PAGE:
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      The vascular endothelial growth factor (VEGF) family: angiogenic factors in health and disease

      1 , 2 , , 1

      Genome Biology

      BioMed Central

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          Abstract

          Vascular endothelial growth factors (VEGFs) are a family of polypeptides with a highly conserved structure. In mammals, VEGFs have roles in vascular development, development of lymphatic vessels and disease-related angiogenesis.The existence of VEGF-like molecules and their receptors in simple invertebrates without a vascular system indicates that this family of growth factors emerged at a very early stage in the evolution of multicellular organisms to mediate primordial developmental functions.

          Abstract

          Vascular endothelial growth factors (VEGFs) are a family of secreted polypeptides with a highly conserved receptor-binding cystine-knot structure similar to that of the platelet-derived growth factors. VEGF-A, the founding member of the family, is highly conserved between animals as evolutionarily distant as fish and mammals. In vertebrates, VEGFs act through a family of cognate receptor kinases in endothelial cells to stimulate blood-vessel formation. VEGF-A has important roles in mammalian vascular development and in diseases involving abnormal growth of blood vessels; other VEGFs are also involved in the development of lymphatic vessels and disease-related angiogenesis. Invertebrate homologs of VEGFs and VEGF receptors have been identified in fly, nematode and jellyfish, where they function in developmental cell migration and neurogenesis. The existence of VEGF-like molecules and their receptors in simple invertebrates without a vascular system indicates that this family of growth factors emerged at a very early stage in the evolution of multicellular organisms to mediate primordial developmental functions.

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          Most cited references 43

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          Vascular endothelial growth factor is a secreted angiogenic mitogen.

          Vascular endothelial growth factor (VEGF) was purified from media conditioned by bovine pituitary folliculostellate cells (FC). VEGF is a heparin-binding growth factor specific for vascular endothelial cells that is able to induce angiogenesis in vivo. Complementary DNA clones for bovine and human VEGF were isolated from cDNA libraries prepared from FC and HL60 leukemia cells, respectively. These cDNAs encode hydrophilic proteins with sequences related to those of the A and B chains of platelet-derived growth factor. DNA sequencing suggests the existence of several molecular species of VEGF. VEGFs are secreted proteins, in contrast to other endothelial cell mitogens such as acidic or basic fibroblast growth factors and platelet-derived endothelial cell growth factor. Human 293 cells transfected with an expression vector containing a bovine or human VEGF cDNA insert secrete an endothelial cell mitogen that behaves like native VEGF.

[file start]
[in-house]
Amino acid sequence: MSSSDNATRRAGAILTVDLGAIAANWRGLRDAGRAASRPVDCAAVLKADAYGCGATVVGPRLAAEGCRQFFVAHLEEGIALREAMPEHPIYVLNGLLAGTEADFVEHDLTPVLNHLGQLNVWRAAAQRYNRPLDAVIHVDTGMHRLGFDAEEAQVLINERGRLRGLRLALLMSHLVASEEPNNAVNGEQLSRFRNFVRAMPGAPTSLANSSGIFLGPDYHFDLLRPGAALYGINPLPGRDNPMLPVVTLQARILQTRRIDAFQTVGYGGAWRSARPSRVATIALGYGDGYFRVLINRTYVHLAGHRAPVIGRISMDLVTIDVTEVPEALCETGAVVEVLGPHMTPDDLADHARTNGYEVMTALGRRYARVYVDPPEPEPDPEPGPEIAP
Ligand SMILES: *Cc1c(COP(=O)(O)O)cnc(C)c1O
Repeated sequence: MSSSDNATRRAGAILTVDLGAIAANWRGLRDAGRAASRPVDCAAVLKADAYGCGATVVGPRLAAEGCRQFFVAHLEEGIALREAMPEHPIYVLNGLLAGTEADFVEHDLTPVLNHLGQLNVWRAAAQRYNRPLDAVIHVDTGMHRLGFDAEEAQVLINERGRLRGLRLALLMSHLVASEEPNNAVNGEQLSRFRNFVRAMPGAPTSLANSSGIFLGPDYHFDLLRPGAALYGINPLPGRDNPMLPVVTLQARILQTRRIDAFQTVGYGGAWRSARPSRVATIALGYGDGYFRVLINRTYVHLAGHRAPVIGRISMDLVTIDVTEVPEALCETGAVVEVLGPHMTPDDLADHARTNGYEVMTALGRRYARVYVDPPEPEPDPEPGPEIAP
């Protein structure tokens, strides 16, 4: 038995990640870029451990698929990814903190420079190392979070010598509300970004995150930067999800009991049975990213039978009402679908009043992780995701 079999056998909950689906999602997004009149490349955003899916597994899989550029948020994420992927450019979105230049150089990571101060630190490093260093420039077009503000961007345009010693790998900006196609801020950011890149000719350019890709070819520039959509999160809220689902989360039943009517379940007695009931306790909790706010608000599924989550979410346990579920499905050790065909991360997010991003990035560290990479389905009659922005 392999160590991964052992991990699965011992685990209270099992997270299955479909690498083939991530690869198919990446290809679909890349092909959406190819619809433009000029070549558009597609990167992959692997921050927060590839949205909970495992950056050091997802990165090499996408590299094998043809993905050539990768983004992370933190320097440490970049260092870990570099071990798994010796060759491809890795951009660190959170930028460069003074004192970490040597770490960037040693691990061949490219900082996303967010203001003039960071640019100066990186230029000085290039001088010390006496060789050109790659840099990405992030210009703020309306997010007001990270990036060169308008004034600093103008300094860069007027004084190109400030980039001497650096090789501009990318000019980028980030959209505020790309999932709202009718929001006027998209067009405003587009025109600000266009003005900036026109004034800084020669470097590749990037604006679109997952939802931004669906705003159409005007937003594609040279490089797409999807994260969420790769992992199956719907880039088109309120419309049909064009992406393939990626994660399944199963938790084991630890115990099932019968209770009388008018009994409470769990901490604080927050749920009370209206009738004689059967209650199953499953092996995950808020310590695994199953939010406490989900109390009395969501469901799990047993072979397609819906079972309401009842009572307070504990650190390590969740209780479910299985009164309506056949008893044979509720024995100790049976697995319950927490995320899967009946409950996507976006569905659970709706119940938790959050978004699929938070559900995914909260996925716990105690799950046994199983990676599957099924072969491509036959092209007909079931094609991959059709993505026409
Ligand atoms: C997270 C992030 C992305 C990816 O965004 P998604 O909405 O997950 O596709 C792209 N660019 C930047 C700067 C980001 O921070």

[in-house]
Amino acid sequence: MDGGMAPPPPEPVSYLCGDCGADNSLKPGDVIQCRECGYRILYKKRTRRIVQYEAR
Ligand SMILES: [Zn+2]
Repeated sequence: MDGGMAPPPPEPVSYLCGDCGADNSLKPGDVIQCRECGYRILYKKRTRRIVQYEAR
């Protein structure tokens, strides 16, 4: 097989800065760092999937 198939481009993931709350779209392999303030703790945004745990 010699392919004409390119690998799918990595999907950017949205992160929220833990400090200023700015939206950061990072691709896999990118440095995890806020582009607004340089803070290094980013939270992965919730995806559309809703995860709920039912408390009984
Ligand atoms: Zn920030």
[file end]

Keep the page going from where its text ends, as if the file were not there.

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            Role of the Flt-1 receptor tyrosine kinase in regulating the assembly of vascular endothelium.

            The vascular endothelial growth factor (VEGF) and its high-affinity binding receptors, the tyrosine kinases Flt-1 and Flk-1, are thought to be important for the development of embryonic vasculature. Here we report that Flt-1 is essential for the organization of embryonic vasculature, but is not essential for endothelial cell differentiation. Mouse embryos homozygous for a targeted mutation in the flt-1 locus, flt-1lcz, formed endothelial cells in both embryonic and extra-embryonic regions, but assembled these cells into abnormal vascular channels and died in utero at mid-somite stages. At earlier stages, the blood islands of flt-1lcz homozygotes were abnormal, with angioblasts in the interior as well as on the periphery. We suggest that the Flt-1 signalling pathway may regulate normal endothelial cell-cell or cell-matrix interactions during vascular development.
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              Tumor cells secrete a vascular permeability factor that promotes accumulation of ascites fluid.

              Tumor ascites fluids from guinea pigs, hamsters, and mice contain activity that rapidly increases microvascular permeability. Similar activity is also secreted by these tumor cells and a variety of other tumor cell lines in vitro. The permeability-increasing activity purified from either the culture medium or ascites fluid of one tumor, the guinea pig line 10 hepatocarcinoma, is a 34,000- to 42,000-dalton protein distinct from other known permeability factors.
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                Author and article information

                Journal
                Genome Biol
                Genome Biology
                BioMed Central (London )
                1465-6906
                1465-6914
                2005
                1 February 2005
                : 6
                : 2
                : 209
                Affiliations
                [1 ]BHF Laboratories and The Rayne Institute, Department of Medicine, University College London, 5 University Street, London WC1E 6JJ, UK
                [2 ]Ark Therapeutics Ltd, 1 Fitzroy Mews, London W1T 6DE, UK
                Article
                gb-2005-6-2-209
                10.1186/gb-2005-6-2-209
                551528
                15693956
                Copyright © 2005 BioMed Central Ltd
                Categories
                Protein Family Review

                Genetics

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